*NOTE: When you multiply or divide an inequality by a negative number, you must reverse the inequality (flip the sign).*

We can represent the solution *x *≥ -3 on a number line. Since this inequality uses the symbol “≥”, the solution includes the value -3 and everything greater than -3. So we shade to the right of -3 on the number line.

**Quadratic Equations**

Quadratic equations are equations where the variable has degree 2.

Let’s solve the quadratic equation:

5x² + x = 2

Some quadratic equations can be solved by factoring; however, this equation can only be solved algebraically by using the quadratic formula or by graphing. We will solve using the quadratic formula.

To use this method, first put the equation into the form ax2+bx+c=0. To do this, subtract 2 on both sides of the equation:

5x² + x -2 = 0

Now we can see that *a* = 5, *b* = 1, and *c* = -2. We will plug these coefficients into the quadratic formula:

### Functions and Their Graphs

This section tests your knowledge of functions and their different representations, including notation. You’ll be evaluating functions, modeling with functions, and finding various properties of functions.

Let’s talk about some concepts.

**Domain and Range**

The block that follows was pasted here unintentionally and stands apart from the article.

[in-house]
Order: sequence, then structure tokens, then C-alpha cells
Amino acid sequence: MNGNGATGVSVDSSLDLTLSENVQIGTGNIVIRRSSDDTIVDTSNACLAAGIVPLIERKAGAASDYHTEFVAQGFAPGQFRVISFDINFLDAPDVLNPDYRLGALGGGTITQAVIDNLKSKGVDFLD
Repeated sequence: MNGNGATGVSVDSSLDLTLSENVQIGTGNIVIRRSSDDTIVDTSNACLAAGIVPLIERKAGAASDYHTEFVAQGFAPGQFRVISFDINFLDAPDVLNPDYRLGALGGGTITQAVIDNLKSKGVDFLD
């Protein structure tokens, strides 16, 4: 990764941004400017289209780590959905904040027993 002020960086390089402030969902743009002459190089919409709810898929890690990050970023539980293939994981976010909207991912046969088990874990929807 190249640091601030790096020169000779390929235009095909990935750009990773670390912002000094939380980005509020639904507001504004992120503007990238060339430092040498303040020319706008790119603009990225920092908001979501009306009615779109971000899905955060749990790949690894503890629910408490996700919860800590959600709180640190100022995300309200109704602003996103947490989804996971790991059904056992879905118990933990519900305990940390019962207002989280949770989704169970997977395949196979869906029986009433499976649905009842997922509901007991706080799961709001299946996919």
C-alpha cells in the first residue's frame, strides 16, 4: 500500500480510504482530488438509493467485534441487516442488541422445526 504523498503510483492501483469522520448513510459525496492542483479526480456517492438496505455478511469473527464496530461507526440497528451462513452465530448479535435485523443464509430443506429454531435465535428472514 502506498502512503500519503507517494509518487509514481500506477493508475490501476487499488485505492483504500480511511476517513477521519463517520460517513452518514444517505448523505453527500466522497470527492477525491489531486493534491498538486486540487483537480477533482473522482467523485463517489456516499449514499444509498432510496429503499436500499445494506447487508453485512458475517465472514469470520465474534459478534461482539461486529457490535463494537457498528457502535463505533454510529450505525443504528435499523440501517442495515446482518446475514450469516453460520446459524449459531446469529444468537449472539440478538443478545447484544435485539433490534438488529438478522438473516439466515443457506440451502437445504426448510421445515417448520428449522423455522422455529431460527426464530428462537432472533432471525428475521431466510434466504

The domain of a function is the set of inputs that a function can take which produce a real number output.

The range of a function is the set of outputs a function can take on.

Example 1: Consider the function *f*(*x*) = √(4 – x²). For the *x*-values to be in the domain of this function, the expression under the square root cannot be negative, or the function will take on imaginary values. Therefore, we must solve:

2 ≥ *x*

Therefore, *x* must be less than or equal to 2. We can write the domain as the interval from 2 to infinity using the notation [2, ∞).

The range of *f*(*x*) is the set of values the function can take on. Since the output can never be negative for this function, the range is the set of all real numbers where *x* 0. We can write that in set notation as [0, ∞).

Example 2: Consider the function *g*(*x*) = (6x-2)/(3x+12).

This function can take on any value of *x* and produce a real number output, unless the denominator is zero; therefore, to find the value which is not in the domain, solve the equation 3*x* + 12 = 0:

3*x* = -12

*x* = -4